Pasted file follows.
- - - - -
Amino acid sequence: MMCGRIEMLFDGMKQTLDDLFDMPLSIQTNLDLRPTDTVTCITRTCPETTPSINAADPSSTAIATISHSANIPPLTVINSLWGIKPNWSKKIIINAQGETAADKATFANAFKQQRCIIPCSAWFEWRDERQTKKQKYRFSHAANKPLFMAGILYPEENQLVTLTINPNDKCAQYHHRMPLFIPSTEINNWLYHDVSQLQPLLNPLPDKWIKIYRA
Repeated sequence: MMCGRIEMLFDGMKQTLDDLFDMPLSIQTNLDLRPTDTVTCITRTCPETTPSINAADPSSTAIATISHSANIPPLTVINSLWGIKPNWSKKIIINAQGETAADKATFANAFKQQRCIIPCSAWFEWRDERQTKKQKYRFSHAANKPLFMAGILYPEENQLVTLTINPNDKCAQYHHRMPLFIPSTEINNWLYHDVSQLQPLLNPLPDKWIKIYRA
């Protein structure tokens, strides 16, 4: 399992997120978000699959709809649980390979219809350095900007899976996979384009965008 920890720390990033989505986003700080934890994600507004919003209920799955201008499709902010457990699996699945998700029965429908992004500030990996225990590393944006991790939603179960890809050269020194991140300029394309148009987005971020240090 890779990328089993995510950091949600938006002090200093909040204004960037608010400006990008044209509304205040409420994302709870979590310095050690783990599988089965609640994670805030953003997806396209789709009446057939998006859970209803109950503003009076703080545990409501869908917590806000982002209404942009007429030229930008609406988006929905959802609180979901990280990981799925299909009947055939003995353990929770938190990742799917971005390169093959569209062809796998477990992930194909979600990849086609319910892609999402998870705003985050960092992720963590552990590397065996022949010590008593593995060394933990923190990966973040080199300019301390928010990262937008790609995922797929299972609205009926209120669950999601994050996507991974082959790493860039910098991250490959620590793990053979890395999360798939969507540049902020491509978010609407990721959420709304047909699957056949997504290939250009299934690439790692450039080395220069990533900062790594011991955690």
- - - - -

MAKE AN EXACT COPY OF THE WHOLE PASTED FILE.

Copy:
Amino acid sequence: MMCGRIEMLFDGMKQTLDDLFDMPLSIQTNLDLRPTDTVTCITRTCPETTPSINAADPSSTAIATISHSANIPPLTVINSLWGIKPNWSKKIIINAQGETAADKATFANAFKQQRCIIPCSAWFEWRDERQTKKQKYRFSHAANKPLFMAGILYPEENQLVTLTINPNDKCAQYHHRMPLFIPSTEINNWLYHDVSQLQPLLNPLPDKWIKIYRA
Repeated sequence: MMCGRIEMLFDGMKQTLDDLFDMPLSIQTNLDLRPTDTVTCITRTCPETTPSINAADPSSTAIATISHSANIPPLTVINSLWGIKPNWSKKIIINAQGETAADKATFANAFKQQRCIIPCSAWFEWRDERQTKKQKYRFSHAANKPLFMAGILYPEENQLVTLTINPNDKCAQYHHRMPLFIPSTEINNWLYHDVSQLQPLLNPLPDKWIKIYRA
């Protein structure tokens, strides 16, 4: 399992997120978000699959709809649980390979219809350095900007899976996979384009965008 920890720390990033989505986003700080934890994600507004919003209920799955201008499709902010457990699996699945998700029965429908992004500030990996225990590393944006991790939603179960890809050269020194991140300029394309148009987005971020240090 890779990328089993995510950091949600938006002090200093909040204004960037608010400006990008044209509304205040409420994302709870979590310095050690783990599988089965609640994670805030953003997806396209789709009446057939998006859970209803109950503003009076703080545990409501869908917590806000982002209404942009007429030229930008609406988006929905959802609180979901990280990981799925299909009947055939003995353990929770938190990742799917971005390169093959569209062809796998477990992930194909979600990849086609319910892609999402998870705003985050960092992720963590552990590397065996022949010590008593593995060394933990923190990966973040080199300019301390928010990262937008790609995922797929299972609205009926209120669950999601994050996507991974082959790493860039910098991250490959620590793990053979890395999360798939969507540049902020491509978010609407990721959420709304047909699957056949997504290939250009299934690439790692450039080395220069990533900062790594011991955690």